Speaking With an English or American Accent

Speaking with a correct accent involves having correct pronunciation. As a teacher you need to have in mind exactly which accent your student is trying to pick up, if you're American and your student wishes to learn British you might not be a good match for them. If your a student read on and you can learn some tips on what to expect from your teacher.

Pronunciation is a broad term containing a variety of factors. The first thing you need to determine is where the problems lie by reading, or having your student read, a short dialogue. Identify the intonation, stress, or rhythm of their words. You may also notice incorrect vowel patterns or consonant pronunciation. Take notes and correct these inaccuracies.

One very noticeable issue you will come across with English learners of second languages, or ESL, is something called minimal pairs.  This is when two separate words can have entirely different meaning based on the smallest unit of sound. For example, the words 'lip' and 'rip' are separated in meaning only by one sound. The only way to distinguish 'rip' from 'lip' is by knowing the correct pronunciation of the letter r. For example, in Korea it is difficult to distinguish between the R and L sounds. Additionally, Koreans have no short i sound in their native language causing minimal pair issues when distinguishing between “sheep and ship.” These two words are distinguished only by one smallest unit of sound.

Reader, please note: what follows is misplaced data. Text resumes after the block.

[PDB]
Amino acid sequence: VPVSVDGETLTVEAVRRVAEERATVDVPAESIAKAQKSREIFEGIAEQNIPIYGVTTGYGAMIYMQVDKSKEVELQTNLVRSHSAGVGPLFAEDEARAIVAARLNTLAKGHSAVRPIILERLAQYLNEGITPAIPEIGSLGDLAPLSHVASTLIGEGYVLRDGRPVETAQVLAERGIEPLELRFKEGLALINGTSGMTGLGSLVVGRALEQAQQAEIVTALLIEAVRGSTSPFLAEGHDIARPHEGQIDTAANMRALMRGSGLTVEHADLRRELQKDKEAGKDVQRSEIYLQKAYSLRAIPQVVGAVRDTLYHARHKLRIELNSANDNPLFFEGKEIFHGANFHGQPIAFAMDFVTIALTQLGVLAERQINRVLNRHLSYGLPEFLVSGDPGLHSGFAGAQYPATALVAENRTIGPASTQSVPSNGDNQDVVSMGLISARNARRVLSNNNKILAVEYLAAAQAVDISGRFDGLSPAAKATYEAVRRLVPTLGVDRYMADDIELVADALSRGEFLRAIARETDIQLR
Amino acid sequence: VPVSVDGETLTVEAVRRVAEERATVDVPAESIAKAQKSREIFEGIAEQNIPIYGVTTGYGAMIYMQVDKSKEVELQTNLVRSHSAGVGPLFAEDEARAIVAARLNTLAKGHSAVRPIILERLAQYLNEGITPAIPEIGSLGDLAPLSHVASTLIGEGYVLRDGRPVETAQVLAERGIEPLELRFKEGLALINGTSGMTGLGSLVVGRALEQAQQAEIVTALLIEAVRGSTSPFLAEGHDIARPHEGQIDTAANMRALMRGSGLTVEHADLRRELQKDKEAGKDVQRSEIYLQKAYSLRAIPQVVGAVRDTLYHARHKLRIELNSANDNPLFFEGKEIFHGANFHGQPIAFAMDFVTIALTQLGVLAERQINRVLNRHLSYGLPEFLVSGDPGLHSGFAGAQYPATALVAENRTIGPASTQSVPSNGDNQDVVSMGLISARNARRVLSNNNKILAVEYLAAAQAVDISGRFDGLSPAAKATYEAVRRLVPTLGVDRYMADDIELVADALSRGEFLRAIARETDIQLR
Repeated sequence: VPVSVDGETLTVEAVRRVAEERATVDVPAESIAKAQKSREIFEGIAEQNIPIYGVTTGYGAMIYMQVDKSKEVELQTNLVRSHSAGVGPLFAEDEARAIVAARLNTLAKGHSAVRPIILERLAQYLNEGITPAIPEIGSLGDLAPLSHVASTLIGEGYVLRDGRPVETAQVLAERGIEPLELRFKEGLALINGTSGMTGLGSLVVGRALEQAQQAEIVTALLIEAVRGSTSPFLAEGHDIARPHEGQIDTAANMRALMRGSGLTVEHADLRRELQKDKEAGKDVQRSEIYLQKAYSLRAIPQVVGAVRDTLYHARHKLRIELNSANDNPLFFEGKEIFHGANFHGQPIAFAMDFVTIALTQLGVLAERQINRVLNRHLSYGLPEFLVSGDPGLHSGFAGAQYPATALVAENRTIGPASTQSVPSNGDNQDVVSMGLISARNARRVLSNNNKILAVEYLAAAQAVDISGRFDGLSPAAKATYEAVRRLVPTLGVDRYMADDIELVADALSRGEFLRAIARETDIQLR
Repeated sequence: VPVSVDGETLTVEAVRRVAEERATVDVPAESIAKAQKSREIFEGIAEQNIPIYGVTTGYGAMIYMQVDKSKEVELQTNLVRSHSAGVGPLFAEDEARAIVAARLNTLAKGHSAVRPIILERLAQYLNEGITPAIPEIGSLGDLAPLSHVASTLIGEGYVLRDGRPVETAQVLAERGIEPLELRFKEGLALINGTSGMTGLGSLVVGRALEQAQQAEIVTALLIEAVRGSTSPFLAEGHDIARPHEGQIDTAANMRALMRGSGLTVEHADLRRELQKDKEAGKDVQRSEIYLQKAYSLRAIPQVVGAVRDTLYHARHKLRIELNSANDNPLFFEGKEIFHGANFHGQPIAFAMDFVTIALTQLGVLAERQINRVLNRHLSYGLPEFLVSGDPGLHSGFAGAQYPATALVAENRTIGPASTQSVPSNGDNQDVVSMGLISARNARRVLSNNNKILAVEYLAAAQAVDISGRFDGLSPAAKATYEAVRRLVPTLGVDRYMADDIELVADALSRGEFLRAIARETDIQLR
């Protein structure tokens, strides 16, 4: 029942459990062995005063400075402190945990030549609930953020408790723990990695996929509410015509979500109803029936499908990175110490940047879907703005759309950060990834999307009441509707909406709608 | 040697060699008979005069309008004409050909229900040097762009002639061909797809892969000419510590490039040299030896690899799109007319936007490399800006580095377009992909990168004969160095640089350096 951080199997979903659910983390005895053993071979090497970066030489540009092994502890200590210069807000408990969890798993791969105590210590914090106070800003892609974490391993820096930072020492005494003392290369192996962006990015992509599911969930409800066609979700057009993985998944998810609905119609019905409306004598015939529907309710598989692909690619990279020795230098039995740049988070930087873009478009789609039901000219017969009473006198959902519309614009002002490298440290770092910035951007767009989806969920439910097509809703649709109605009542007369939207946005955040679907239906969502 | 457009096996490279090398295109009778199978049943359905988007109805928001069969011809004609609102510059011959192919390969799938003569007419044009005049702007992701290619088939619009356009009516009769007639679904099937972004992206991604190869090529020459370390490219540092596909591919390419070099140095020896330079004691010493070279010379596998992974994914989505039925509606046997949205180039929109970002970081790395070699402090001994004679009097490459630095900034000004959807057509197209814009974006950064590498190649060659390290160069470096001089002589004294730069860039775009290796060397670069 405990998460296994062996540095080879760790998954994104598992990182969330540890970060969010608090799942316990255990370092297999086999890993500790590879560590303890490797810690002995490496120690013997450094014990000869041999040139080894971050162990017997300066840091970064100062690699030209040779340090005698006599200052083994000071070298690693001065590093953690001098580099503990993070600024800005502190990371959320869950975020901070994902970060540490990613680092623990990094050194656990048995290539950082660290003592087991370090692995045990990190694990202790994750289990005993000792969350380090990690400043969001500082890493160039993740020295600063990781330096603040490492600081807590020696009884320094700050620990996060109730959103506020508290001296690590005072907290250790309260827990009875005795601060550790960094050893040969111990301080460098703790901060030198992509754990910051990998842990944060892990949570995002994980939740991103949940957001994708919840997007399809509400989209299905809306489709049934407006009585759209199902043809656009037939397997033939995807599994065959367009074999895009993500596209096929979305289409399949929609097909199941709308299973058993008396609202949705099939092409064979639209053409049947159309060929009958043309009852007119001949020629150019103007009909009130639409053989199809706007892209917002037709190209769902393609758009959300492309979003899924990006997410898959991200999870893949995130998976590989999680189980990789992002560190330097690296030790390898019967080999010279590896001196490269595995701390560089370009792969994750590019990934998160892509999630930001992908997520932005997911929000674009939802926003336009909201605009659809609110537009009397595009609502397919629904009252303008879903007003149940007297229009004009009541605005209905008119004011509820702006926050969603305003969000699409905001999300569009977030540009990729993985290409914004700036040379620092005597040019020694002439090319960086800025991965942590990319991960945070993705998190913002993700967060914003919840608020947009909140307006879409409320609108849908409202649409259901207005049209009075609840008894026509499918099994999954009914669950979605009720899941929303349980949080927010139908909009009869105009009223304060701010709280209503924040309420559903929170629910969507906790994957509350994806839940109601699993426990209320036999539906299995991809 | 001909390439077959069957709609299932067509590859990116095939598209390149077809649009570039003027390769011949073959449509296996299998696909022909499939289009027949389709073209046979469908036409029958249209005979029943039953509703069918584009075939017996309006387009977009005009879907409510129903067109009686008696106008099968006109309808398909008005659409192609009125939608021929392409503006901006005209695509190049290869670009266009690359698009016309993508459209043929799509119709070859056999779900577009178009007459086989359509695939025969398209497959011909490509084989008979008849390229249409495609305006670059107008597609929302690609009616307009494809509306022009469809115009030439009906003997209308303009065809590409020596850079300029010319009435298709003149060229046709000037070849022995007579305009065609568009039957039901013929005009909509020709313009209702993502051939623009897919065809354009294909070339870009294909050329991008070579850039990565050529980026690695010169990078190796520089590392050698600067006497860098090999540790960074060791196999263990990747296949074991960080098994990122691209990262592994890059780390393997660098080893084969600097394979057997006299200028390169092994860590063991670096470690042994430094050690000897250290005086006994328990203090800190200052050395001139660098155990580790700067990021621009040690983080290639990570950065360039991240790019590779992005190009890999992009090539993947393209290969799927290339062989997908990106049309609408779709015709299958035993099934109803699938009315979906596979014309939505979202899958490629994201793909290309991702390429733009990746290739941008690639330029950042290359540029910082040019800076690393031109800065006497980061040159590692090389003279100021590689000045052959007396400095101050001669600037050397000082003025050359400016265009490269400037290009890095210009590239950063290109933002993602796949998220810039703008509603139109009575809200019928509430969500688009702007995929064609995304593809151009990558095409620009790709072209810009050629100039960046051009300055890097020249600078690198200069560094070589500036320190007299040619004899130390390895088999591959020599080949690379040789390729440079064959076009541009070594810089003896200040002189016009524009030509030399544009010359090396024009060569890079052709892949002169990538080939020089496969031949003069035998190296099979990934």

There are many effective techniques to teaching accent and pronunciation and this first is imitation. Attempt to imitate the problematic sounds by you or your student imitating native English speech. It is beneficial to repeat a targeted sound at least two times followed by a vocabulary word itself. For example, “Shuh Shuh Shoe” will help develop the “sh” sound in the English language. Repetition of the various sounds and contrasting them with different sounds is also beneficial. In the case of learning “sh” you may also want to teach “ch” to contrast the different sounds. By attempting the word “chew” you can attempt to differentiate between the words “shoe” and “chew.”

Imitation is not the only effective method; you or your teacher can also develop native speaking patterns by observing the shape of the mouth as well as the placement of the tongue when pronouncing a targeted sound. Attempt to mimic the same physical movement of the mouth and make the sound.  It may seem a little goofy to practice this with your teacher or student, but it actually can be quite effective to see clearly how the accent you are trying to develop is pronounced. If you are an artistic type you could draw a mouth shape and tongue placement in your notebook or if you are a teacher you can draw this on the board.

When you hear the right sound it is important to reinforce that sound so you are able to conjure it at will. Additionally, be aware of when you or your student is making the correct sound, otherwise your efforts will be useless. When you are aware of a correct sound it will be easier to recall later.